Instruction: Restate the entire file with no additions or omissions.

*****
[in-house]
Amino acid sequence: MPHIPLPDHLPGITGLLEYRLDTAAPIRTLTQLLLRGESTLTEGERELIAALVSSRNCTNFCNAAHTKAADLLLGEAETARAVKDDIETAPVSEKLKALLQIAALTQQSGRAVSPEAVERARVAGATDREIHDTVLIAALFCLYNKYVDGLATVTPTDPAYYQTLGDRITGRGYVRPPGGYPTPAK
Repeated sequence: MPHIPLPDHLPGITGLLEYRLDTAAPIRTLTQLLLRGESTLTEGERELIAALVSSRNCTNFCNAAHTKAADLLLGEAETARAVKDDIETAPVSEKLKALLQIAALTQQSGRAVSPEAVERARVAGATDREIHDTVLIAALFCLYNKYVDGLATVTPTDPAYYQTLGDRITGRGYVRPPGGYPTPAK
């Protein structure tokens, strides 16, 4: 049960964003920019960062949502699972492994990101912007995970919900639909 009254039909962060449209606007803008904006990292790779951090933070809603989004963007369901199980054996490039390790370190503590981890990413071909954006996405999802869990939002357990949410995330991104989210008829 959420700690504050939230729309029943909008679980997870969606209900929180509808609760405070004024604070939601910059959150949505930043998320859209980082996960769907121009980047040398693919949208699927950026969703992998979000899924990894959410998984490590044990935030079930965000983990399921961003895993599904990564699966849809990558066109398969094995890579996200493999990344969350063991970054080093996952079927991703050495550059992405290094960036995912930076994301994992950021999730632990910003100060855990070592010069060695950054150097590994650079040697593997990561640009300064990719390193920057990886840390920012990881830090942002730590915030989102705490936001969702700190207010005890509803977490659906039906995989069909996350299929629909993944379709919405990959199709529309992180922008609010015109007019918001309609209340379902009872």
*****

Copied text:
[in-house]
Amino acid sequence: MPHIPLPDHLPGITGLLEYRLDTAAPIRTLTQLLLRGESTLTEGERELIAALVSSRNCTNFCNAAHTKAADLLLGEAETARAVKDDIETAPVSEKLKALLQIAALTQQSGRAVSPEAVERARVAGATDREIHDTVLIAALFCLYNKYVDGLATVTPTDPAYYQTLGDRITGRGYVRPPGGYPTPAK
Repeated sequence: MPHIPLPDHLPGITGLLEYRLDTAAPIRTLTQLLLRGESTLTEGERELIAALVSSRNCTNFCNAAHTKAADLLLGEAETARAVKDDIETAPVSEKLKALLQIAALTQQSGRAVSPEAVERARVAGATDREIHDTVLIAALFCLYNKYVDGLATVTPTDPAYYQTLGDRITGRGYVRPPGGYPTPAK
């Protein structure tokens, strides 16, 4: 049960964003920019960062949502699972492994990101912007995970919900639909 009254039909962060449209606007803008904006990292790779951090933070809603989004963007369901199980054996490039390790370190503590981890990413071909954006996405999802869990939002357990949410995330991104989210008829 959420700690504050939230729309029943909008679980997870969606209900929180509808609760405070004024604070939601910059959150949505930043998320859209980082996960769907121009980047040398693919949208699927950026969703992998979000899924990894959410998984490590044990935030079930965000983990399921961003895993599904990564699966849809990558066109398969094995890579996200493999990344969350063991970054080093996952079927991703050495550059992405290094960036995912930076994301994992950021999730632990910003100060855990070592010069060695950054150097590994650079040697593997990561640009300064990719390193920057990886840390920012990881830090942002730590915030989102705490936001969702700190207010005890509803977490659906039906995989069909996350299929629909993944379709919405990959199709529309992180922008609010015109007019918001309609209340379902009872």